When it comes to broadband infrastructure the Labour party have committed to the following – “Labour will ensure that all parts of the country benefit from affordable, high-speed broadband by the end of the Parliament.”

Conservative

The Conservatives have hedged their bets a little more; they have made one commitment to provide the majority of people with broadband access. “We will secure the delivery of superfast broadband in urban and rural areas to provide coverage to 95 per cent of the UK by the end of 2017.” When it comes to providing broadband access for the whole of the UK they have been much more vague: “we have set an ambition that ultrafast broadband should be available to nearly all UK premises as soon as practicable.”

Lib Dems

“We will complete the roll out of high-speed broadband to reach almost every household (99.9%) in the UK.” Like the Labour statement, the Lib Dems are committing to completing the job of getting the infrastructure right.

 

Mobile Coverage

Labour

“We will work with the industry and the regulator to maximise private sector investment and deliver the mobile infrastructure needed to extend coverage and reduce ‘not spots’, including in areas of market failure.” A statement which I pretty much expected – ensuring that mobile coverage is as good as it can be.

Conservative

“We will hold the mobile operators to their new legally binding agreement to ensure that 90 per cent of the UK landmass will have voice and SMS coverage by 2017.” The Conservatives gave a little more specificity than Labour, demonstrating that there is a legal binding agreement to get better mobile coverage.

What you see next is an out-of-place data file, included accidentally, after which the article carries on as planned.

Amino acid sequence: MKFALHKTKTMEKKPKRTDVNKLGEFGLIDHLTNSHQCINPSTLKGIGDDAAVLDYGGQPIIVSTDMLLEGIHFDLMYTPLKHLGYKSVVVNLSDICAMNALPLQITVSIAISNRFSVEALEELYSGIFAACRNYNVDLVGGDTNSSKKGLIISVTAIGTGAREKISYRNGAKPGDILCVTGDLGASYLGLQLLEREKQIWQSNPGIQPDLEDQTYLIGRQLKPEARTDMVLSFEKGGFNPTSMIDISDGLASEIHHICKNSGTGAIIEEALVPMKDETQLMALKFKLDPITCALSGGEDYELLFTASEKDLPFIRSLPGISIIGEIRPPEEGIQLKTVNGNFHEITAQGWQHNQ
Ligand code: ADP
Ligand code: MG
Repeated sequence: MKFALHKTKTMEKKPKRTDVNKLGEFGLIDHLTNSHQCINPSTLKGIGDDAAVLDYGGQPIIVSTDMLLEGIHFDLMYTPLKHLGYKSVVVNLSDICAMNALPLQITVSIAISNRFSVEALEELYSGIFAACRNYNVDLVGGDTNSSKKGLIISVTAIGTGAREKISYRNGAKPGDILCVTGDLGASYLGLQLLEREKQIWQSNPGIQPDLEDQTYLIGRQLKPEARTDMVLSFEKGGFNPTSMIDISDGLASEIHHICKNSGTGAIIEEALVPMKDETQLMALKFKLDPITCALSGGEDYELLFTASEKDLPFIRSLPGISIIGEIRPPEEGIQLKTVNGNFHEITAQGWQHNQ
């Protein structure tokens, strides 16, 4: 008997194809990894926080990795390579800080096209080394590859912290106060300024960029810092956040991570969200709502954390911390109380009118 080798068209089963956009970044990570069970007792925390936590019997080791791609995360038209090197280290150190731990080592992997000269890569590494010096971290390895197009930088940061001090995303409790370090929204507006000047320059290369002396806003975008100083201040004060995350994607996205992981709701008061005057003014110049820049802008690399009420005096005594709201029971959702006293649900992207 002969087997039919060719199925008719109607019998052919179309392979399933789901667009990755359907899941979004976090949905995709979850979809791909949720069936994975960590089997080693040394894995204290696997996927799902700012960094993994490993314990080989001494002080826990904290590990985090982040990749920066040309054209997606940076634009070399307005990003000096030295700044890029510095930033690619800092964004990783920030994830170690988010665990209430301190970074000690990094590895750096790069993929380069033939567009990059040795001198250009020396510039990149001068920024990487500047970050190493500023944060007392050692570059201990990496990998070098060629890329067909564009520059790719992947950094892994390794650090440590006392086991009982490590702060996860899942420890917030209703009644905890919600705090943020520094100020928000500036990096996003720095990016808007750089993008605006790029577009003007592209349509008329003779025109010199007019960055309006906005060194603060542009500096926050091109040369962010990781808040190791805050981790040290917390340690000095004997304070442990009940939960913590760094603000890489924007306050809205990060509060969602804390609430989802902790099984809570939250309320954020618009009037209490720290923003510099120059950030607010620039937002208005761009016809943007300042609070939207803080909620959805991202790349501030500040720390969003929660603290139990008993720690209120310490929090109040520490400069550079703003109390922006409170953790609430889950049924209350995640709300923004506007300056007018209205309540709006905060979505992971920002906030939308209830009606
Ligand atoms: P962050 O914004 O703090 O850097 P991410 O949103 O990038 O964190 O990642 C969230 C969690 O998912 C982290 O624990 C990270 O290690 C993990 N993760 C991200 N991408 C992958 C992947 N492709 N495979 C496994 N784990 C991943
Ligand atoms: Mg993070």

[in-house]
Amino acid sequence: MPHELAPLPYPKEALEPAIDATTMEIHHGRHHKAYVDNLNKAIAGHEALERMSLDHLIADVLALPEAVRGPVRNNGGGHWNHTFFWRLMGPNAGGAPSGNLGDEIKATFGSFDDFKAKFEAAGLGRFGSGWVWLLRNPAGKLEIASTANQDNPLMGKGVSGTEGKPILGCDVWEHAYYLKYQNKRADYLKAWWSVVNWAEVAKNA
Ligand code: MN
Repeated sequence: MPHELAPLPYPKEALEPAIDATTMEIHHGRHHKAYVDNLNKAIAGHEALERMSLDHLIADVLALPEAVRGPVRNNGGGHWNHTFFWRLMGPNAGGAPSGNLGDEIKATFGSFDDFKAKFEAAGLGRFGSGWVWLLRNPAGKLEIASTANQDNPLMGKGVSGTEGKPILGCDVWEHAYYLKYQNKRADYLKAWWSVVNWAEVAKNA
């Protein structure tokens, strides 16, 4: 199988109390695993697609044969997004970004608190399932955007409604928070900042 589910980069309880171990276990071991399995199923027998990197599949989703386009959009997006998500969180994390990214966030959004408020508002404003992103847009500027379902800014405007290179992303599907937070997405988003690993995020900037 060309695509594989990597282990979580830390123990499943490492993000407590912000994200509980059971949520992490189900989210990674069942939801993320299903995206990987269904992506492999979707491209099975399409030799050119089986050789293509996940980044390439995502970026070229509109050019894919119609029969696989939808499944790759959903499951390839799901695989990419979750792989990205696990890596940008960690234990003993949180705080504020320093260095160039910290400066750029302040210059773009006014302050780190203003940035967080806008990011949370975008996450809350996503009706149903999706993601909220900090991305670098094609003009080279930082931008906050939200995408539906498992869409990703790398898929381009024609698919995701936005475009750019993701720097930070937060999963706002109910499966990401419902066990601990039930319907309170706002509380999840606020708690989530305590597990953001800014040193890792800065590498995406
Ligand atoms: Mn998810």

Lib Dems

There was no mention of mobile coverage in their manifesto.

A promising start

Overall, I don’t think there have been any big surprises in the manifestos and digital inclusion has featured as much as we thought it would. There’s hope in all three, and certainly the promise for us to carry on with the work we are already doing. And there’s plenty here we can build on, no matter the decision of the voters on 7th May.

We’ll be looking at the rest of the Party manifestos next week, and I’ll do another round up of SNP, Green and UKIP to see where they stand.

Remember, the deadline to register to vote is Monday, 20th April!

An exciting addition to Tinder Foundation

I’m delighted to let you know that our new Business & Innovation Director, Adam Micklethwaite, started at Tinder Foundation today.

It’s great to have Adam joining our Senior Management Team, working closely with me, Charlotte, Margaret as well as the rest of the team. Adam’s Director role will be focused on:

  • Innovation: lead on trialling, testing and implementing new business ideas. Working closely with Alice on research
  • Business Development: developing bids and pitches to Trusts/Foundations and developing our commercial offers
  • Marketing: Working closely with Anna on developing our brands, and our network campaigns

Adam was previously Deputy Director at the Department of Business Innovation & Skills (BIS) working in the Enterprise Department. Adam led BIS’s work on developing business support services, and he worked closely with the Entrepreneurship programme that BIS delivers.

During the selection process Adam impressed us with his expertise, intelligence, and commitment to social enterprise. I’m really looking forward to working with him.